dc.description.abstractCritically ill patients in an intensive care unit (ICU) often require mechanical ventilation (MV). Humidification systems are essential devices for MV which replace the natural heat and moisture exchange process of inspired gases. A heat and moisture exchanger (HME) is commonly used for the humidification of MV patients in ICU. In contrast, a heated humidifier (HH) that is a more complicated device is used only for prolonged MV patients because of its higher cost and nurse workload. However, HME may increase the breathing workload of patients, thereby inflicting damage to their respiratory function, especially among respiratory failure patients. However, there was no evidence-based guideline that instructs nurses on choosing humidification devices in ICU. This dissertation aimed to 1) evaluate the current evidence and formulate evidence-based guideline in selecting a humidification device for mechanically ventilated acute respiratory distress syndrome (ARDS) patients in reducing the risks of breathing workload; 2) assess its implementation potential, as well as its feasibility and transferability; and 3) develop implementation strategies and evaluation plans for the use of this device in an adult ICU. Three electronic databases, namely, Proquest, Ovid, and Google Scholar, were searched for randomized controlled trials (RCTs) of humidification systems for MV. Eight articles were retrieved. Their reference lists were read and found two additional RCT. Four high-quality RCT showed that HH increased the breathing workload more than HME. Several studies showed that HME has potential drawbacks of significantly increase airway resistance, minute ventilation, CO2 retention, and respiratory discomfort. However, studies showed that no significant difference of ventilator-associated pneumonia (VAP) rate between HME and HH. The initial application of HME is safer and less costlyl. However, prolonged use of HME in ARDS patients may induce further workload on the respiratory system and worsen treatment progress. An evidence-based clinical guideline in choosing the humidification system was formulated and assessed using the appraisal instruments of Scottish Intercollegiate Guideline Network. It is deemed to be transferable with patient characteristics, clinical situation, and organizational infrastructure similar to studies evaluated the suggested innovation. Feasibility was also assessed and is considered to be high. The setup and running cost per year were HKD17450 and HKD6600. Although the humidification system had no actual cost reduction, non-material benefits such as prevention of tube blockage, reduction in breathing workload, and respiratory discomfort were more important than the cost. An implementation plan including a one-month communication plan with stakeholders and one-month pilot testing were developed. The evaluation of the guideline will last for 10 months. The effectiveness of the innovation will be determined by the reduction in breathing workload, cost and benefit ratio, and staff satisfaction level.-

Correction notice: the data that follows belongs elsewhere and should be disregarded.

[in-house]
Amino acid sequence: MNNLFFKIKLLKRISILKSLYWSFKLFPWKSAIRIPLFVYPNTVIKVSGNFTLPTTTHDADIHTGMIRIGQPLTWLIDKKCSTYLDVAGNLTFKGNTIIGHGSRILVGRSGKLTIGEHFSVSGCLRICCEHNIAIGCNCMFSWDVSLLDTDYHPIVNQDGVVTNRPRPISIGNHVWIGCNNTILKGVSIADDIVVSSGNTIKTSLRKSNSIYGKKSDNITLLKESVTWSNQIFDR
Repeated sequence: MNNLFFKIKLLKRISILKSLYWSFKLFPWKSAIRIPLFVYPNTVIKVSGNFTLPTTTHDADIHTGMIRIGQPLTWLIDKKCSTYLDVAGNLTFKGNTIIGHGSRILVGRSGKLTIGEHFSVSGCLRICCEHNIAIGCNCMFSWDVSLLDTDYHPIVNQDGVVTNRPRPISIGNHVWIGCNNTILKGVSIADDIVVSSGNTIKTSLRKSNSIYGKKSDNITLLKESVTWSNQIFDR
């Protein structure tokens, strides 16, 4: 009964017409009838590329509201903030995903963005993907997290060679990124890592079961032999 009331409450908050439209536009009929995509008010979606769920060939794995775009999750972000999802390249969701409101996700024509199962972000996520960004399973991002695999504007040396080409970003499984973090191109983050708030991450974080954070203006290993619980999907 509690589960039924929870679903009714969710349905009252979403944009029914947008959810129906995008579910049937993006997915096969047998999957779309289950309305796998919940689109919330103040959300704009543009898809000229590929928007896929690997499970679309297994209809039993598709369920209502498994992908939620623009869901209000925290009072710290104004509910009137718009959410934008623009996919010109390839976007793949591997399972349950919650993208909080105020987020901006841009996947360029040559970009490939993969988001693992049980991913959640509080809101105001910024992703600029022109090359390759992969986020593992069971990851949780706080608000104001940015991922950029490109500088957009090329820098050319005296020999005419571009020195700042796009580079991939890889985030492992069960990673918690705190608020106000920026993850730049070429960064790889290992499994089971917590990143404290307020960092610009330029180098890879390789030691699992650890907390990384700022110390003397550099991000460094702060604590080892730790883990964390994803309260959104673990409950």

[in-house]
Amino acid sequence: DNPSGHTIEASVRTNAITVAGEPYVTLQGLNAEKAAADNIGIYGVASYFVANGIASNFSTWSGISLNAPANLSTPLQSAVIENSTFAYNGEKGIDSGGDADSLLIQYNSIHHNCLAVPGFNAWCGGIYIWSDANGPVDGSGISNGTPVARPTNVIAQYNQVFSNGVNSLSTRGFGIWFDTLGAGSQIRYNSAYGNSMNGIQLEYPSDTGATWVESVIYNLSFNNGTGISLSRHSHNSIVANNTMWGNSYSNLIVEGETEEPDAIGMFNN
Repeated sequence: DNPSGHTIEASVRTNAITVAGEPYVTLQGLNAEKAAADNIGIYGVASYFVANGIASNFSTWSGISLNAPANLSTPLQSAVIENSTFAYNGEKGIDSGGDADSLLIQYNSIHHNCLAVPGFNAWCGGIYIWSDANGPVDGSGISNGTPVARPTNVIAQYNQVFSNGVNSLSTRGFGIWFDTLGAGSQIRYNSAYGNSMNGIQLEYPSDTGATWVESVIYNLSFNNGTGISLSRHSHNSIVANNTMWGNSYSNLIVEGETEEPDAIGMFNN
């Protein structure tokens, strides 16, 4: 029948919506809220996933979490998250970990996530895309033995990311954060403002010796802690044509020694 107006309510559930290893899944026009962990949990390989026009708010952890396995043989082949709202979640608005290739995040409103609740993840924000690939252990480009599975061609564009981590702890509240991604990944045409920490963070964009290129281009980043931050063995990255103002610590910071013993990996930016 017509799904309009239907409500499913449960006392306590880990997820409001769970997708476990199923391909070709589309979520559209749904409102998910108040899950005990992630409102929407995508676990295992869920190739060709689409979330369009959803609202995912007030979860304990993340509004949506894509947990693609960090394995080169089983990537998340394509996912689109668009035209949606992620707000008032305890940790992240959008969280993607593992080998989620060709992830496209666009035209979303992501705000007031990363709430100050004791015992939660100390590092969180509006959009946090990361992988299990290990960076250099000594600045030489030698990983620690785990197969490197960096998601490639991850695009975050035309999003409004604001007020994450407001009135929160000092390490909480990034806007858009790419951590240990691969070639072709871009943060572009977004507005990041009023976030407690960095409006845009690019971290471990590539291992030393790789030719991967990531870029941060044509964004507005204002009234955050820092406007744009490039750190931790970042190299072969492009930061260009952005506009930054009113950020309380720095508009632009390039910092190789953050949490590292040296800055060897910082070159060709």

dc.languageeng-
dc.publisherThe University of Hong Kong (Pokfulam, Hong Kong)-
dc.relation.ispartofHKU Theses Online (HKUTO)-
dc.rightsCreative Commons: Attribution 3.0 Hong Kong License-
dc.rightsThe author retains all proprietary rights, (such as patent rights) and the right to use in future works.-
dc.subject.lcshRespiratory intensive care-
dc.subject.lcshArtificial respiration-
dc.titleThe use of humidification system to reduce the work of breathing in mechanical ventilated patients-
dc.typePG_Thesis-
dc.identifier.hkulb5088284-
dc.description.thesisnameMaster of Nursing-
dc.description.thesislevelMaster-
dc.description.thesisdisciplineNursing Studies-
dc.description.naturepublished_or_final_version-
dc.identifier.doi10.5353/th_b5088284-
dc.date.hkucongregation2013-